App Store

Apple Removing the Browser App That Made It Possible to Play Stadia on iOS

Apple Removing the Browser App That Made It Possible to Play Stadia on iOS

It is no secret that game streaming services are running into problems with Apple’s App Store policy. Recently a new app promised to offer Google Stadia cloud gaming service on iOS and Guess what? Apple has removed the app from the App Store.

Microsoft Will Bring Its Game Streaming Service to iPhones and iPads Using a Browser-Based Solution

Microsoft Will Bring Its Game Streaming Service to iPhones and iPads Using a Browser-Based Solution

Due to the iOS App Store guidelines, Microsoft and Google have not been able to bring their cloud-based gaming solutions to iPhones and iPads despite Apple tweaking the App Store rules for them. Not to give up so easily, Microsoft is reportedly developing a browser-based version of xCloud that will be available on iOS and iPadOS devices next year.

App Store Generated Nearly Twice the Revenue of Google Play Despite Fewer Downloads in Q3 2020

App Store Generated Nearly Twice the Revenue of Google Play Despite Fewer Downloads in Q3 2020

A Sensor Tower report claims that user spending on the App Store for Q3 of 2020 was almost double of Google Play Store. While the App Store generated $19 billion in revenue after a growth of 31 percent YoY, Google Play lagged behind with a revenue of $10.3 billion despite registering a higher growth rate of 33.8 percent YoY.

Apple Removing RSS Reader Apps From the Chinese App Store

Apple Removing RSS Reader Apps From the Chinese App Store

To comply with local regulations, Apple tends to remove apps from the Chinese App Store from time to time. Over the years, the company has removed illegal gambling apps, Skype for iOS, Pocketcasts, thousands of games, VPN apps, and more to comply with the local Chinese regulations. Now, it looks like in another such move, Apple is removing all RSS reader apps from the Chinese App Store.

Apple Won’t Collect Fees from Facebook and Other Companies for Paid Online Events until 2021

Apple Won’t Collect Fees from Facebook and Other Companies for Paid Online Events until 2021

Apple takes a 30% cut from developers for in-app purchases. The commission is also applicable to apps that offer paid online classes. Well, not anymore.

Epic Games, Spotify, Others Form Coalition for App Fairness to Fight Back against Apple Crushing Innovation

Epic Games, Spotify, Others Form Coalition for App Fairness to Fight Back against Apple Crushing Innovation

Last month, when Apple had removed Fortnite from App Store, there were rumors that Epic Games is going to form a coalition against the Cupertino-based tech giant to fight its app commission and App Store policies. Well, the rumors were true. Epic Games along with Spotify, Tile, and ten other companies has formed a new organization called the “Coalition for App Fairness” with an effort to fight against the app commission that Apple charges to developers and a few policies of App Store.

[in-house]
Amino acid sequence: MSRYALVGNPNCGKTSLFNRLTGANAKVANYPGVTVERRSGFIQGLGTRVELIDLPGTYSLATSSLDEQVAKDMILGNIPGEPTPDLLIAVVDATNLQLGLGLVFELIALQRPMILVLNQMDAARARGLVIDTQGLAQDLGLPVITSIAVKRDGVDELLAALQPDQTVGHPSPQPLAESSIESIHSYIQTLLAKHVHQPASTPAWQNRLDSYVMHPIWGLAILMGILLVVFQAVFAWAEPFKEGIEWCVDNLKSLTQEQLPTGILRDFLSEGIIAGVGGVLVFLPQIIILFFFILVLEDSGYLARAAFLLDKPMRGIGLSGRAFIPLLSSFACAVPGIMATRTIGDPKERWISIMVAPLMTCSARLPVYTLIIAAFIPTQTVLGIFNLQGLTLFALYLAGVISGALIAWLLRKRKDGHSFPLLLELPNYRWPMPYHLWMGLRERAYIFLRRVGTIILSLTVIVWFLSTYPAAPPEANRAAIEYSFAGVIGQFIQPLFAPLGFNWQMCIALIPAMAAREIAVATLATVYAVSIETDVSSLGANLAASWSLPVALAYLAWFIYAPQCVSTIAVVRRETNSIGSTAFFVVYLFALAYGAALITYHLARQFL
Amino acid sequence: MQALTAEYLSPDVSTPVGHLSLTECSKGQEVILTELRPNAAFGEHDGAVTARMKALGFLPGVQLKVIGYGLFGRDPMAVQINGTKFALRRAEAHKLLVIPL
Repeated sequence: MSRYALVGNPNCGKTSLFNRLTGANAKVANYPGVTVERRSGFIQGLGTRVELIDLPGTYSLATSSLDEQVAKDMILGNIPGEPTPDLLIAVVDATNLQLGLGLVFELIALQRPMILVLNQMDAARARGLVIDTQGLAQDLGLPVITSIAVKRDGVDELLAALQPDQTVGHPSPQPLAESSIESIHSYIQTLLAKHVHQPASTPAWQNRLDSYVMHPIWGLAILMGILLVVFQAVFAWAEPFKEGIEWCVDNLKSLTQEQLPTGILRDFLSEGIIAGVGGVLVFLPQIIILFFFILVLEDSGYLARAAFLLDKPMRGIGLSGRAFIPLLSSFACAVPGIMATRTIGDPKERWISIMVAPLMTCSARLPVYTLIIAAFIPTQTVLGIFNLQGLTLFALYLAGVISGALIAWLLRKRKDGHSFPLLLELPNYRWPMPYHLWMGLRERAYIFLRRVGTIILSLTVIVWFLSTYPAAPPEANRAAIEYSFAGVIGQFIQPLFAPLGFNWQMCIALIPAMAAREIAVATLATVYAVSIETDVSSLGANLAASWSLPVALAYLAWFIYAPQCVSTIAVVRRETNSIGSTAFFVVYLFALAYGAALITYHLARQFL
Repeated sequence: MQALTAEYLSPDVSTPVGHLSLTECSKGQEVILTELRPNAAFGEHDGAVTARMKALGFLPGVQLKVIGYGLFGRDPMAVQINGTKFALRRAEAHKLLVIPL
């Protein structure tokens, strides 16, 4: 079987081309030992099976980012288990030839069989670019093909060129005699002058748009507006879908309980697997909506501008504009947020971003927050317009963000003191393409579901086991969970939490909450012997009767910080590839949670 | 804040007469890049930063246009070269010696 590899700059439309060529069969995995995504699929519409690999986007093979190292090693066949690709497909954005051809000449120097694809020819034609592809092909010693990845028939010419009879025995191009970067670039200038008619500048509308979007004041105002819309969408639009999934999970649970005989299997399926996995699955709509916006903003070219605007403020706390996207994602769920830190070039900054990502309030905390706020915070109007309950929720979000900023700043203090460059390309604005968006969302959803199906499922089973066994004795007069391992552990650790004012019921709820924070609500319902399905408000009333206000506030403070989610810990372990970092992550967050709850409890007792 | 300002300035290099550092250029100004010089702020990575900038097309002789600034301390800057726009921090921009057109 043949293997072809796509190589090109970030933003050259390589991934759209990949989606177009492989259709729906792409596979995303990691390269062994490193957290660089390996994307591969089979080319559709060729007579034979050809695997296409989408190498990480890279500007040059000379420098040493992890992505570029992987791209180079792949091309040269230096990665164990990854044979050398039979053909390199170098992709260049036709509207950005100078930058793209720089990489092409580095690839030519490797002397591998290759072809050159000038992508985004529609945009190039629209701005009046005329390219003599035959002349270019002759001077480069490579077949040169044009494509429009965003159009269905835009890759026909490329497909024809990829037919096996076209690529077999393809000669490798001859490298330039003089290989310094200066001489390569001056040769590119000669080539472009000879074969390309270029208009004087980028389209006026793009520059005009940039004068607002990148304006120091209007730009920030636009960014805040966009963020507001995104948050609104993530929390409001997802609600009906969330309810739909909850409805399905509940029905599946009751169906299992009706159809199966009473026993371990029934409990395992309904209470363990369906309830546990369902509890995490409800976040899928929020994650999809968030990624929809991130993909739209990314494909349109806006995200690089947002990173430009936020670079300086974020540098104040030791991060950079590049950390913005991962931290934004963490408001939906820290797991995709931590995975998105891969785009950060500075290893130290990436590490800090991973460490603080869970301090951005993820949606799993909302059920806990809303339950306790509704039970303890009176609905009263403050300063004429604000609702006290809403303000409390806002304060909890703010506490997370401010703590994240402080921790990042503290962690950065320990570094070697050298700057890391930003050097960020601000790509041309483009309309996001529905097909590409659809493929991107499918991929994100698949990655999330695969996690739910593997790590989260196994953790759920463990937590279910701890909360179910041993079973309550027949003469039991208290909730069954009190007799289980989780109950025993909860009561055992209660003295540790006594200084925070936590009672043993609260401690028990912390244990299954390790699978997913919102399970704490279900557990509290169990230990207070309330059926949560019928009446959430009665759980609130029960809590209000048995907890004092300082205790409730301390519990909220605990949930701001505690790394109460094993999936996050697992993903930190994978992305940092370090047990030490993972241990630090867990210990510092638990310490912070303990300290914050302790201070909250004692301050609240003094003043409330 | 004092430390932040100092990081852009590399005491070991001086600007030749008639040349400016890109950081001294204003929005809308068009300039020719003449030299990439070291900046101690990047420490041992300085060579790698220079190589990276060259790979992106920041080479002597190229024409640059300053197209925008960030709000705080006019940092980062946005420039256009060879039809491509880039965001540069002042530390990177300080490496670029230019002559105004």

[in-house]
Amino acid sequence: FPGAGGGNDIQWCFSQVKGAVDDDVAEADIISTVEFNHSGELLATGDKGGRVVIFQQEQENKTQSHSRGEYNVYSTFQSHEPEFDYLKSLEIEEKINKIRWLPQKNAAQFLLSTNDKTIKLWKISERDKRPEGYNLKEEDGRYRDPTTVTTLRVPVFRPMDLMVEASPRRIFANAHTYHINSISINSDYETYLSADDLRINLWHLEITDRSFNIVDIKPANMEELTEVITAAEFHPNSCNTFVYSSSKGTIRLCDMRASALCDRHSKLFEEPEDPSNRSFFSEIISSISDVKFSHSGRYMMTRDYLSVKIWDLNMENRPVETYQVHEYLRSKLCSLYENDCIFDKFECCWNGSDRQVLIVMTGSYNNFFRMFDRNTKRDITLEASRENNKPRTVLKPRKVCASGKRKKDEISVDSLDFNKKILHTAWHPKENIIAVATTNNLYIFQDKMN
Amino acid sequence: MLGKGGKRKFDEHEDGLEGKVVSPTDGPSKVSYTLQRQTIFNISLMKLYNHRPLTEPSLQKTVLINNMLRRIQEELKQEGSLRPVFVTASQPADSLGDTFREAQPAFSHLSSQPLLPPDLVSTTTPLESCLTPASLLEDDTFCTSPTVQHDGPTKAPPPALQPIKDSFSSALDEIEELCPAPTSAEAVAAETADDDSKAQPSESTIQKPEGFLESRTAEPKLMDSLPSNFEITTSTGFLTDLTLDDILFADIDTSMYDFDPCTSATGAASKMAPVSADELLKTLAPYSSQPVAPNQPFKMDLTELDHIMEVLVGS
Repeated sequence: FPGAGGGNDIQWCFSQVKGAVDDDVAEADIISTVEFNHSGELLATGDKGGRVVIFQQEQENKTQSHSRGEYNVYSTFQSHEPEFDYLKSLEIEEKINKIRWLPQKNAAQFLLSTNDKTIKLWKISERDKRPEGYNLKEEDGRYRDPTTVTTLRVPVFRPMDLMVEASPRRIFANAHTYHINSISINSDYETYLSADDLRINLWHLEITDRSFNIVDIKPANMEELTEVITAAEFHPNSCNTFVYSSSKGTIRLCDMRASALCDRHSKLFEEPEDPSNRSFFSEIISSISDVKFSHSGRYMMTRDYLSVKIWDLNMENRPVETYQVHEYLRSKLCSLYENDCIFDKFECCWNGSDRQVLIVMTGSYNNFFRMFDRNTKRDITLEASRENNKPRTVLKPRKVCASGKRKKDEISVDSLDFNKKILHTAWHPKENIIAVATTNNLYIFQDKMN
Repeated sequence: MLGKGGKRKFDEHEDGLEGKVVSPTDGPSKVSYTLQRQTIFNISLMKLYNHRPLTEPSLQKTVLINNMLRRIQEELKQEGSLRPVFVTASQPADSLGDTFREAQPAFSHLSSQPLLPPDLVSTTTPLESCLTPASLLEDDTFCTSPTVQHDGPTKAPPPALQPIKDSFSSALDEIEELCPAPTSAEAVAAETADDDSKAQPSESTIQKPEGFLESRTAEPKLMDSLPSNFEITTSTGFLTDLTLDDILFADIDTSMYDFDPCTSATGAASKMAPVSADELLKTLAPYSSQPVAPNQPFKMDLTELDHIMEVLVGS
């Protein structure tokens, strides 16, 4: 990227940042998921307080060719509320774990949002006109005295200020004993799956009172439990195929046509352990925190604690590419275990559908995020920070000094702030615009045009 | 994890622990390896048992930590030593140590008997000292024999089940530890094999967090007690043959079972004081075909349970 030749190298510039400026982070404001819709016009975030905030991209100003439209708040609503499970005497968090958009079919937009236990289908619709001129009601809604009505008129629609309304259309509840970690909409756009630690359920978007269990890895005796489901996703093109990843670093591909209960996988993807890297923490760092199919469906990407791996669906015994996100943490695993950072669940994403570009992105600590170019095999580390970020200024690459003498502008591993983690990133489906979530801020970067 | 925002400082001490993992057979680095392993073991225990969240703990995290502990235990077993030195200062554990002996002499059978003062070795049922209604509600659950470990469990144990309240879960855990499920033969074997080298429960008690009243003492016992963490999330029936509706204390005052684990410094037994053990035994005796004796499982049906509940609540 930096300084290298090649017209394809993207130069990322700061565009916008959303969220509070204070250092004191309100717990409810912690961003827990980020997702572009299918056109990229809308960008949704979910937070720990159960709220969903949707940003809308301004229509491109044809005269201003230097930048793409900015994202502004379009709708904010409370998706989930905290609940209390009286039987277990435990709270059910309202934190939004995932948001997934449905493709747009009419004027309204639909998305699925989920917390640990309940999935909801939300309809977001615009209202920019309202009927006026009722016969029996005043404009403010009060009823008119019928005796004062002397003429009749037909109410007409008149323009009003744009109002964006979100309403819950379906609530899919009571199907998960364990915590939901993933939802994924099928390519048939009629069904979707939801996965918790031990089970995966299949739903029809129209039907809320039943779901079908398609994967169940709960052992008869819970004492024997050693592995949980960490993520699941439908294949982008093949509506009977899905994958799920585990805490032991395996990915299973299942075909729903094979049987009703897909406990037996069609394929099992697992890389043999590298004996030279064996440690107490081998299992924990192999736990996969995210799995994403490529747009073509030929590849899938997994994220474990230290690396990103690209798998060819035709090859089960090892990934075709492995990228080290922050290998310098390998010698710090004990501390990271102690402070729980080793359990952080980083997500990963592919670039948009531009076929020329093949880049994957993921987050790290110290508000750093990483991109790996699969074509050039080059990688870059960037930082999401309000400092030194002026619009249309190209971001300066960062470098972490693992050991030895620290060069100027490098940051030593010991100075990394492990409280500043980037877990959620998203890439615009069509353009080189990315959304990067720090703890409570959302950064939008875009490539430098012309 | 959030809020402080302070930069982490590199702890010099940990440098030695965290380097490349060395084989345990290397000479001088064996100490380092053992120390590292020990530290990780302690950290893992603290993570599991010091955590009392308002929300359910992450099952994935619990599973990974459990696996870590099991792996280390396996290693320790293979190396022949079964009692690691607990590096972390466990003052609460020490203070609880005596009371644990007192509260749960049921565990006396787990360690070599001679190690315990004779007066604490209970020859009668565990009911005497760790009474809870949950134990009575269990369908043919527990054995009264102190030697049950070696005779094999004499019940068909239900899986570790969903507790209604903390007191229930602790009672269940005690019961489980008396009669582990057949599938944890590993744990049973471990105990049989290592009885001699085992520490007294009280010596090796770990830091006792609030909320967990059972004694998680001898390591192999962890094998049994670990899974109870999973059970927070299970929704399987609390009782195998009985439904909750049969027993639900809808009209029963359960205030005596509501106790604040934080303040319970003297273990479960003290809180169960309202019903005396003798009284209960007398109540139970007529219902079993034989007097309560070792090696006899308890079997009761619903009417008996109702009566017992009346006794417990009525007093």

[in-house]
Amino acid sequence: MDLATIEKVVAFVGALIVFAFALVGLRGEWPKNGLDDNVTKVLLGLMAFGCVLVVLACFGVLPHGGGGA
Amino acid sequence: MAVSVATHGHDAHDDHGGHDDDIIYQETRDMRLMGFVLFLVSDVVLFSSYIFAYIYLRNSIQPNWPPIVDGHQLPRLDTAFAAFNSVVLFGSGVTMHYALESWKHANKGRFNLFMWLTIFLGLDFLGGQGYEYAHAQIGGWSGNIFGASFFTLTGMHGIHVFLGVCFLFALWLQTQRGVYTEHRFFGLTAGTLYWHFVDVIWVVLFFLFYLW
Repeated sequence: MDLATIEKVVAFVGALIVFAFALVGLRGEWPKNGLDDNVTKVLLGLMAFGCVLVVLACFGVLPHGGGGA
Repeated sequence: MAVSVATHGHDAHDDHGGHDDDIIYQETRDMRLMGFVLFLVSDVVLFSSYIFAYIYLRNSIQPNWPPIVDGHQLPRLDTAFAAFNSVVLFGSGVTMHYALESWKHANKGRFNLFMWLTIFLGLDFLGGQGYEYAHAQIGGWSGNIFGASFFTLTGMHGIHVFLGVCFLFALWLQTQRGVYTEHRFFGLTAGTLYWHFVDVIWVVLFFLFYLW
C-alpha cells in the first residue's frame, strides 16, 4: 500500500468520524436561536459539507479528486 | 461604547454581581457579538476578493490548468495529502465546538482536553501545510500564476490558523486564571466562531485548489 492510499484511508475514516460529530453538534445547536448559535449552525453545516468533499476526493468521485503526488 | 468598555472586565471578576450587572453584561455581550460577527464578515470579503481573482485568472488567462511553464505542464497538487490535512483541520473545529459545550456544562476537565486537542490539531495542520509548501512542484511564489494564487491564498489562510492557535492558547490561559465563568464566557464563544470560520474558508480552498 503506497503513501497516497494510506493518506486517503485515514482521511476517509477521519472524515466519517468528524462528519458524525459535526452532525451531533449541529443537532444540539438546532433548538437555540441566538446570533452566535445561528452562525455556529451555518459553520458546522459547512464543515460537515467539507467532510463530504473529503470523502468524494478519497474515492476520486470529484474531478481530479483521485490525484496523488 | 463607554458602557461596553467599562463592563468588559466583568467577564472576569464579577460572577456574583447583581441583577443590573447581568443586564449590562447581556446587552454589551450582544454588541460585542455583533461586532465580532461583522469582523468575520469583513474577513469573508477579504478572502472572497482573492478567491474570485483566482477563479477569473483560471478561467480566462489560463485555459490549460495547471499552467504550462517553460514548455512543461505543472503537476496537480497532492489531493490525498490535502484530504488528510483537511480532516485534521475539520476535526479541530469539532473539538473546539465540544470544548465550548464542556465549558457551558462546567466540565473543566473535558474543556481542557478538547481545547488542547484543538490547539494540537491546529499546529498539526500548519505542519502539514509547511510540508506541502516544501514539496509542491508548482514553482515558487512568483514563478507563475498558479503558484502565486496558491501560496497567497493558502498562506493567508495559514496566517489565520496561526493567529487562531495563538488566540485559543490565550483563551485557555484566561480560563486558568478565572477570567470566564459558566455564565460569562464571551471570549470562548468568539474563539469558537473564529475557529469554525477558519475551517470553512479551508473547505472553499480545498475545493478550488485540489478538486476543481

Apple Updates App Store Guidelines to Include Game Streaming Services

Apple Updates App Store Guidelines to Include Game Streaming Services

Apple has updated App Store Review guidelines to accommodate new features that are arriving on iOS 14. The App Store Review Guidelines now include new rules for App Clips, streaming game services, and in-app purchases.

Apple Might Be Forced to Lower App Store Commission to 20% in Russia

Apple Might Be Forced to Lower App Store Commission to 20% in Russia

Apple takes a 30% commission from developers for App Store sales, across the world. However, in Russia, Apple might be forced to lower its commission to just 20%.  According to a new report published by Reuters today, a bill has been submitted to the lower Russian Parliament to limit Apple’s App Store commission to 20%.

Apple Mistakenly Approved a Malware to Run on Macs

Apple Mistakenly Approved a Malware to Run on Macs

Apple’s devices are known for being secure. And the Cupertino-based tech giant keeps on improving the security on its device every year. Last year, Apple took a major step to make Macs even more secure by introducing a process called “Notarization.” In this process, developers have to submit their apps to Apple where it checks the app for malicious content and security issues. If the app passes the test, a security feature on Mac dubbed Gatekeeper allows the app to run. However, it has now come to light that Apple had accidentally allowed malware to run on Macs.

Apple Now Allows Developers to Suggest Changes to App Review Guidelines

Apple Now Allows Developers to Suggest Changes to App Review Guidelines

In the recent past, Apple’s App Store review policy has come under the scanner multiple times. The company has now announced that it will be allowing developers to “suggest changes to the guidelines.” This way, developers will be able to voice their opinion and suggest changes to the existing guidelines.